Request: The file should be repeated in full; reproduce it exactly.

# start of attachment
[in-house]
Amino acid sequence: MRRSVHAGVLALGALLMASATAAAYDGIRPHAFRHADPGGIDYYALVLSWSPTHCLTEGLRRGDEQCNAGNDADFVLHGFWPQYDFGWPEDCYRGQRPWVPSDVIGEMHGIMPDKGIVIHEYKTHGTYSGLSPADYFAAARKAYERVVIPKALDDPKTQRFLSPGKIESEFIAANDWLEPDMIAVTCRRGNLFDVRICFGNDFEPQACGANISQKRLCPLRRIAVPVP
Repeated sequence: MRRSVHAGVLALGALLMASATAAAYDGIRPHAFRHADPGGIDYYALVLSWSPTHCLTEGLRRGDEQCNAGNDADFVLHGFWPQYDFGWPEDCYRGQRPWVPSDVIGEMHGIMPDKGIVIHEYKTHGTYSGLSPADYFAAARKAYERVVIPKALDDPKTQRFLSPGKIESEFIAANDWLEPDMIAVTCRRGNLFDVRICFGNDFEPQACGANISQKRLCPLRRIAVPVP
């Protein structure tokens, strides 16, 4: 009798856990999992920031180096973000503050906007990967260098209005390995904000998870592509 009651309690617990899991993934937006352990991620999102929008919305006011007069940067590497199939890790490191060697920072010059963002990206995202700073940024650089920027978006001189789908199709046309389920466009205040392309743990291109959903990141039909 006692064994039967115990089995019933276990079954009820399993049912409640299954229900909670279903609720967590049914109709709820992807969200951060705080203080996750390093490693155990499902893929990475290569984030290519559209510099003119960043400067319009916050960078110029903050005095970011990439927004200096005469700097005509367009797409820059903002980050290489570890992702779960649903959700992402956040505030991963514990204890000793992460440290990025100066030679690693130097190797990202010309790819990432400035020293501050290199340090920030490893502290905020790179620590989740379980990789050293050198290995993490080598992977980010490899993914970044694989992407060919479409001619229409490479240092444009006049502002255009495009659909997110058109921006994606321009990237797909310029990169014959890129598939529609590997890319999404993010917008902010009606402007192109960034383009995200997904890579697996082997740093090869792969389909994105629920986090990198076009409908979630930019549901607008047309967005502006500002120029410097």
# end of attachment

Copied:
[in-house]
Amino acid sequence: MRRSVHAGVLALGALLMASATAAAYDGIRPHAFRHADPGGIDYYALVLSWSPTHCLTEGLRRGDEQCNAGNDADFVLHGFWPQYDFGWPEDCYRGQRPWVPSDVIGEMHGIMPDKGIVIHEYKTHGTYSGLSPADYFAAARKAYERVVIPKALDDPKTQRFLSPGKIESEFIAANDWLEPDMIAVTCRRGNLFDVRICFGNDFEPQACGANISQKRLCPLRRIAVPVP
Repeated sequence: MRRSVHAGVLALGALLMASATAAAYDGIRPHAFRHADPGGIDYYALVLSWSPTHCLTEGLRRGDEQCNAGNDADFVLHGFWPQYDFGWPEDCYRGQRPWVPSDVIGEMHGIMPDKGIVIHEYKTHGTYSGLSPADYFAAARKAYERVVIPKALDDPKTQRFLSPGKIESEFIAANDWLEPDMIAVTCRRGNLFDVRICFGNDFEPQACGANISQKRLCPLRRIAVPVP
């Protein structure tokens, strides 16, 4: 009798856990999992920031180096973000503050906007990967260098209005390995904000998870592509 009651309690617990899991993934937006352990991620999102929008919305006011007069940067590497199939890790490191060697920072010059963002990206995202700073940024650089920027978006001189789908199709046309389920466009205040392309743990291109959903990141039909 006692064994039967115990089995019933276990079954009820399993049912409640299954229900909670279903609720967590049914109709709820992807969200951060705080203080996750390093490693155990499902893929990475290569984030290519559209510099003119960043400067319009916050960078110029903050005095970011990439927004200096005469700097005509367009797409820059903002980050290489570890992702779960649903959700992402956040505030991963514990204890000793992460440290990025100066030679690693130097190797990202010309790819990432400035020293501050290199340090920030490893502290905020790179620590989740379980990789050293050198290995993490080598992977980010490899993914970044694989992407060919479409001619229409490479240092444009006049502002255009495009659909997110058109921006994606321009990237797909310029990169014959890129598939529609590997890319999404993010917008902010009606402007192109960034383009995200997904890579697996082997740093090869792969389909994105629920986090990198076009409908979630930019549901607008047309967005502006500002120029410097």